At a recent legislative breakfast, local school officials pleaded with lawmakers to increase state aid. School officials spoke of local “referenda fatigue” meaning people just can’t afford to raise their property taxes even though they want to keep the school district afloat.

Superintendent Dr. Connie Biedron reviewed the different ways the state cut funds to schools: cuts in state aid, local school districts paying for Milwaukee charter schools, local school districts paying for private school vouchers.

“I’m so grateful people are supporting schools by passing the referendum, but we are facing a continual decline in state funding”, said Dr. Biedron, “Communities can’t continue to tax more. They just can’t support taxing more.”

Prescott is a community that recently voted down a referendum for “existing educational programs and staff”. The February loss means the district is facing cuts of nearly 10% of its budget.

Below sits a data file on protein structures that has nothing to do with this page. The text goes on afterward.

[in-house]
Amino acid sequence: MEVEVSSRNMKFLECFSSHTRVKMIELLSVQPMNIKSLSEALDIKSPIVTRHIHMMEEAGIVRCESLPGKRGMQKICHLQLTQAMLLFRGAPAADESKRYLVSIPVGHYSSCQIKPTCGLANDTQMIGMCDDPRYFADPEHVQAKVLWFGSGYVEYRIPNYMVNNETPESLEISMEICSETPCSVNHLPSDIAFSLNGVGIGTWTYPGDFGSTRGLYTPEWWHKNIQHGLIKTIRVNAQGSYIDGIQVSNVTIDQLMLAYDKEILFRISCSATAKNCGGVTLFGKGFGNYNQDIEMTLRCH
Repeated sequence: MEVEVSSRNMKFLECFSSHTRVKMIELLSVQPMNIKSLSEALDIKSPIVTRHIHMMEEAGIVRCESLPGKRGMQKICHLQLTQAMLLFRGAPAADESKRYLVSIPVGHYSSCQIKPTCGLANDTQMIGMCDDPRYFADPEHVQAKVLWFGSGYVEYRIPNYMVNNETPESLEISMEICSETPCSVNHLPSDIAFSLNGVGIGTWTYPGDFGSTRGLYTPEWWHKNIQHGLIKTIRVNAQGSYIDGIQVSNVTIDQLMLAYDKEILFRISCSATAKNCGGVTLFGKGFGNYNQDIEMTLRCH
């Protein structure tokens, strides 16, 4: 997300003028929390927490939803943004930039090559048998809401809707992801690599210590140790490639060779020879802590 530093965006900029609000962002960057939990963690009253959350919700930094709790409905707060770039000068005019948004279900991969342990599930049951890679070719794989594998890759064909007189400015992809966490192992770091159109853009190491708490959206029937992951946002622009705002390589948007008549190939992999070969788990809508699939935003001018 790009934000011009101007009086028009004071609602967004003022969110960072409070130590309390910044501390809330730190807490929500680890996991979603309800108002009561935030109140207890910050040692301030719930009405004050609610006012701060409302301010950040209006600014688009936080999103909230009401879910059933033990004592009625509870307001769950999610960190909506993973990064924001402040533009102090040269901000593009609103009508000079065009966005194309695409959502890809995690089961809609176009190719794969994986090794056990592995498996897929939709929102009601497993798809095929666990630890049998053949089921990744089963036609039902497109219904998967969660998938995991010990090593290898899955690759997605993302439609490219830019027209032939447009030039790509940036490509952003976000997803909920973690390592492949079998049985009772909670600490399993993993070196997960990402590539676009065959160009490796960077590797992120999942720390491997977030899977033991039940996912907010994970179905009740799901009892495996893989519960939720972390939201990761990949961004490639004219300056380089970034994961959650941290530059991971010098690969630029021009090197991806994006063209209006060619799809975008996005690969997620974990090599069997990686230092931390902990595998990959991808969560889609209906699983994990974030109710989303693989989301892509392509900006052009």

Just over river from Prescott, in Minnesota, voters do not face the same harsh realities of raising property taxes or facing deep cuts to schools.

Minnesota funds about two-thirds of school budgets with state aid. Only 30% comes from local sources like property taxes. Todd Langenfeld, a Prescott resident active in the referenda discussion, told me, “Wisconsin made a commitment to fund schools with two-thirds state funding. But we are well below that.”

The state of Wisconsin contributes about 45% (compared to Minnesota’s 64%) of the cost of schools, while locals contribute almost half.

Mr. Langenfeld continued, “To make up the difference, Prescott goes to referendum. If the state kicked in more, people would pay less in taxes.”